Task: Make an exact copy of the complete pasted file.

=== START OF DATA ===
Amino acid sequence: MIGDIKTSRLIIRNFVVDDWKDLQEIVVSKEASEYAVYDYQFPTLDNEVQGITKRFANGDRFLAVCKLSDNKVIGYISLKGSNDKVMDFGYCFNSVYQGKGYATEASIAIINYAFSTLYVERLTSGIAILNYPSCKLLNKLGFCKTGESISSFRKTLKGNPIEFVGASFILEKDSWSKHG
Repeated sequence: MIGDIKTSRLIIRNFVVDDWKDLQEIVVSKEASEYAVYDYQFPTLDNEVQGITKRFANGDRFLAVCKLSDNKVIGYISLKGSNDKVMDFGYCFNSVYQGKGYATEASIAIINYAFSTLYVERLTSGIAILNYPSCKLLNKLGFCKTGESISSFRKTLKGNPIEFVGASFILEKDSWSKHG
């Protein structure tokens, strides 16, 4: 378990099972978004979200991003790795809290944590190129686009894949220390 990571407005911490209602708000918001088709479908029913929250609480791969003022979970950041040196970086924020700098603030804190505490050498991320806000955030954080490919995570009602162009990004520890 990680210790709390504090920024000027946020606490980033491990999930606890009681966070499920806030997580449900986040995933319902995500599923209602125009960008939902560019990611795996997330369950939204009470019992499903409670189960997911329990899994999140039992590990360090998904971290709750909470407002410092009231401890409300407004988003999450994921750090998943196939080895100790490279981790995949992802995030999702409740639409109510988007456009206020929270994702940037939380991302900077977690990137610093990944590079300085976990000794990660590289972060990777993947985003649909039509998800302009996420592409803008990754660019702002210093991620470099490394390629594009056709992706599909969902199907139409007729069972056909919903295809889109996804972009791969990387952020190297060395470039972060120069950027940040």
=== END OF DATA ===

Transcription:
Amino acid sequence: MIGDIKTSRLIIRNFVVDDWKDLQEIVVSKEASEYAVYDYQFPTLDNEVQGITKRFANGDRFLAVCKLSDNKVIGYISLKGSNDKVMDFGYCFNSVYQGKGYATEASIAIINYAFSTLYVERLTSGIAILNYPSCKLLNKLGFCKTGESISSFRKTLKGNPIEFVGASFILEKDSWSKHG
Repeated sequence: MIGDIKTSRLIIRNFVVDDWKDLQEIVVSKEASEYAVYDYQFPTLDNEVQGITKRFANGDRFLAVCKLSDNKVIGYISLKGSNDKVMDFGYCFNSVYQGKGYATEASIAIINYAFSTLYVERLTSGIAILNYPSCKLLNKLGFCKTGESISSFRKTLKGNPIEFVGASFILEKDSWSKHG
């Protein structure tokens, strides 16, 4: 378990099972978004979200991003790795809290944590190129686009894949220390 990571407005911490209602708000918001088709479908029913929250609480791969003022979970950041040196970086924020700098603030804190505490050498991320806000955030954080490919995570009602162009990004520890 990680210790709390504090920024000027946020606490980033491990999930606890009681966070499920806030997580449900986040995933319902995500599923209602125009960008939902560019990611795996997330369950939204009470019992499903409670189960997911329990899994999140039992590990360090998904971290709750909470407002410092009231401890409300407004988003999450994921750090998943196939080895100790490279981790995949992802995030999702409740639409109510988007456009206020929270994702940037939380991302900077977690990137610093990944590079300085976990000794990660590289972060990777993947985003649909039509998800302009996420592409803008990754660019702002210093991620470099490394390629594009056709992706599909969902199907139409007729069972056909919903295809889109996804972009791969990387952020190297060395470039972060120069950027940040």